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Comment
Sue L   
Added: 13 Oct 2023 17:21 GMT   

Duffield Street, Battersea
I’ve been looking for ages for a photo of Duffield Street without any luck.
My mother and grandfather lived there during the war. It was the first property he was able to buy but sadly after only a few months they were bombed out. My mother told the story that one night they were aware of a train stopping above them in the embankment. It was full of soldiers who threw out cigarettes and sweets at about four in the morning. They were returning from Dunkirk though of course my mother had no idea at the time. I have heard the same story from a different source too.

Reply


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NEARBY PUBS


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Yiewsley

Yiewsley is a large suburban village in the London Borough of Hillingdon.

Yiewsley’s transition from an agrarian community began when the Grand Junction Canal was opened. Construction started in May 1793 and connected the area to the Thames at Brentford, passing through Yiewsley on its way north following the River Colne. An aqueduct was built at Cowley Lock to cross the Fray’s River. In 1794, the canal opened between the Thames and Uxbridge, and in 1795, the aqueduct over the Fray’s River was likely completed.

The following year, in 1796, Colham Wharf, Yiewsley’s first dock, was established near Colham Bridge. In 1801, the Paddington Arm of the canal opened, connecting the area to national trade routes.

The canal played a vital role in transporting Cowley stock bricks, which were made from the abundant brick-earth in Yiewsley. The bricks were transported mainly along the Grand Junction Canal and the Regent’s Canal to supply the demand for building materials in Victorian London.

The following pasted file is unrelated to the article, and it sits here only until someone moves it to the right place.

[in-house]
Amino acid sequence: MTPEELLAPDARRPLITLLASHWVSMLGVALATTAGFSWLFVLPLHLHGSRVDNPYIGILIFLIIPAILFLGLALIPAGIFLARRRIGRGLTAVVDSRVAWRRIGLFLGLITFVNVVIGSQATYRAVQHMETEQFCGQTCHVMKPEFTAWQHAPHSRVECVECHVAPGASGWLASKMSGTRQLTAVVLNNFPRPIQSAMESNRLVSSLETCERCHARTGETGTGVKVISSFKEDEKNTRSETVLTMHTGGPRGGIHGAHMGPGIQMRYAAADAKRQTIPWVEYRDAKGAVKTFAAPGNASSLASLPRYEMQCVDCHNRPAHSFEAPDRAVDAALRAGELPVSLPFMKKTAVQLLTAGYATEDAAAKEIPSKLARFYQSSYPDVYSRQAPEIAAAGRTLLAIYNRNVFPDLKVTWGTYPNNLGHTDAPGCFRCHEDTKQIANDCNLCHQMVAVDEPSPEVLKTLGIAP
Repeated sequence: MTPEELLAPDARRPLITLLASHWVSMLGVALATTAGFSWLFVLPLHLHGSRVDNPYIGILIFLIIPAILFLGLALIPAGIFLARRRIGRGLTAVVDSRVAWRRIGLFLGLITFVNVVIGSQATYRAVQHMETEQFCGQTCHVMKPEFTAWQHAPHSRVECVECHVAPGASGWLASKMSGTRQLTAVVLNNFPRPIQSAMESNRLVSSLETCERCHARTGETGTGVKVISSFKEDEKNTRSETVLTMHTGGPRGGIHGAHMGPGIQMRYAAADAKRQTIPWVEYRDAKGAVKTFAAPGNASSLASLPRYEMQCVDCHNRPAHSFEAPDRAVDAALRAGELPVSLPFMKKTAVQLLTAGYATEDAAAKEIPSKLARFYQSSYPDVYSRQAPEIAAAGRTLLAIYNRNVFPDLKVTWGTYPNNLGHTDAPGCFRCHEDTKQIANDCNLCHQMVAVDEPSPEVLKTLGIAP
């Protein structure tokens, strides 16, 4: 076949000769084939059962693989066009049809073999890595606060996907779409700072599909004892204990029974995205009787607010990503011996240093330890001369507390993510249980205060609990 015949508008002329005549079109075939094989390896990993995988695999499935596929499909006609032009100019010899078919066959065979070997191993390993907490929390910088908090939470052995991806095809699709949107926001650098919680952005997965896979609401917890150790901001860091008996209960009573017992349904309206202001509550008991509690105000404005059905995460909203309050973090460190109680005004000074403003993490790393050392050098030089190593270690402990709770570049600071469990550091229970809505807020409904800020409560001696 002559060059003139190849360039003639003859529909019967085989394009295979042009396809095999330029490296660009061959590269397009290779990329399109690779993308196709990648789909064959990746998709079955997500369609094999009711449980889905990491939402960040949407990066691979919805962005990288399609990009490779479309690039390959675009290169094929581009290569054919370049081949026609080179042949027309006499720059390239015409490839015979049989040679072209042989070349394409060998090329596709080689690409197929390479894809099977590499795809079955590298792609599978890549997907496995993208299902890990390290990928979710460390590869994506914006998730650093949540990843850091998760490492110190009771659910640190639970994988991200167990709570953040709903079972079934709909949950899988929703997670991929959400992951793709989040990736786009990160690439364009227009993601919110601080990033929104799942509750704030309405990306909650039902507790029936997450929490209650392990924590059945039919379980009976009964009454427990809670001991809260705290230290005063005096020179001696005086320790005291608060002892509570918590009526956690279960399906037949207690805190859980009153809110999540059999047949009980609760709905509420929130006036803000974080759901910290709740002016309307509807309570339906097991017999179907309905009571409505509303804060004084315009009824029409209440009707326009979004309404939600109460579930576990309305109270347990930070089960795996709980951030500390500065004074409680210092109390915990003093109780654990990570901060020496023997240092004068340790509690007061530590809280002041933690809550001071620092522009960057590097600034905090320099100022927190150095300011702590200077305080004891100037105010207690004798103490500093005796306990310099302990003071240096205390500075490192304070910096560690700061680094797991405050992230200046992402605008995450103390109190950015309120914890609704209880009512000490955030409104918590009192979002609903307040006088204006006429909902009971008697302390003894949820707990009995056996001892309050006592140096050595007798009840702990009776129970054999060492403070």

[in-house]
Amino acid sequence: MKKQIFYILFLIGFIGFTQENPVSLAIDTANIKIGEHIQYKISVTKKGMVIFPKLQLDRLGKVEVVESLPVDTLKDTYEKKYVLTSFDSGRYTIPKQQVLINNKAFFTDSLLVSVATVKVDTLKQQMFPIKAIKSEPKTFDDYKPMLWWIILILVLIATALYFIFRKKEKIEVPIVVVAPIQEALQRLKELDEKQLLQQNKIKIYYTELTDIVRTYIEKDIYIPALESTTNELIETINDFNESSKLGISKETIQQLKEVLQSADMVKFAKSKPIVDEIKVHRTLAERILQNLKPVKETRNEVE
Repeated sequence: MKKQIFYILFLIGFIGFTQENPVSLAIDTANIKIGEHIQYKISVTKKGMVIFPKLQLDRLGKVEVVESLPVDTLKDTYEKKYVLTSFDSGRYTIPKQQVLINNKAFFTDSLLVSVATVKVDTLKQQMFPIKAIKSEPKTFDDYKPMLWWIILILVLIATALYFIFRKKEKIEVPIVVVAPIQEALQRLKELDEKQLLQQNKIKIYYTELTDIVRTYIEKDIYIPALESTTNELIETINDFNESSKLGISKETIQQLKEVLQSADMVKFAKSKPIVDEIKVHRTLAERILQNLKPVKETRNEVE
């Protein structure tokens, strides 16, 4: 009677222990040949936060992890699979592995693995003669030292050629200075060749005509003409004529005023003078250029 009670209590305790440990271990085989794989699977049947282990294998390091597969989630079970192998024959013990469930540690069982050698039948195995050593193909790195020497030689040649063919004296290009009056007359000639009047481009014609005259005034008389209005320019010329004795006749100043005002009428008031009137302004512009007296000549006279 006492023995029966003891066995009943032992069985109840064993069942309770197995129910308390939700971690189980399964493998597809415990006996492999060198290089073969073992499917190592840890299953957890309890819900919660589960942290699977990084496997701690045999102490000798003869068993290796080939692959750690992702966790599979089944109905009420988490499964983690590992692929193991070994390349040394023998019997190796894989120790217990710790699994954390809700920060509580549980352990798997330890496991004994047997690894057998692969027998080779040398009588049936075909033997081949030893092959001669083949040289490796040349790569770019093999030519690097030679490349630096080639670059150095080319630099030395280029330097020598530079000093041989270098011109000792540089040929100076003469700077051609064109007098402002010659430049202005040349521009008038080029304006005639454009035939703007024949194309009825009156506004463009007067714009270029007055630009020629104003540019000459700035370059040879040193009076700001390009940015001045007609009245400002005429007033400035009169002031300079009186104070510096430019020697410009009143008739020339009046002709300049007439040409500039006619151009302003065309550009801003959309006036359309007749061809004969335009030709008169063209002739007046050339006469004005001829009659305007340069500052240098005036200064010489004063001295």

By the 1890s, approximately 100 million bricks were produced annually in West Middlesex, meeting London’s construction needs. However, the brick-earth deposits began to deplete around the early 20th century. Brick production continued until 1935, while gravel and sand extraction continued into the 1970s.

The Great Western Railway’s construction began in 1835, with the Paddington to Maidenhead line opening in 1838, making West Drayton its first station. The GWR branch line to Uxbridge Vine Street was completed in 1856. West Drayton Station was relocated in 1884, four months before the Staines and West Drayton Railway branch line was opened. In 1895, the station was renamed West Drayton and Yiewsley station.

Industrial diversification occurred from the mid-1800s, with the 1920s marking the development of Trout Road as a hub for oils and chemical production. From the 1930s onwards, numerous smaller companies involved in chemicals, plastics and engineering components established themselves in the area.

Following the Second World War, two firms began producing motor vehicles in Yiewsley. Road Machines manufactured various vehicles, while James Whitson & Co started manufacturing coaches and fire engines.

In the 1960s, rail travel demand waned, and the branch line to Uxbridge Vine Street ceased passenger services in 1962.

Today, Yiewsley is a growing community with residential housing and commercial businesses. The development of the Elizabeth line, the London Plan, and Hillingdon Local Plan has led to significant construction of residential apartments on former industrial sites. Yiewsley’s High Street features national retail outlets like Tesco, Iceland, and Aldi, and Heathrow Airport remains a major source of employment in the area.

Ronnie Wood of the Rolling Stones grew up in Whitethorn Avenue, attending St Stephen’s Infant School and St Matthew’s Church of England Primary School.


LOCAL PHOTOS
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The Green, West Drayton
TUM image id: 1517928805
Licence: CC BY 2.0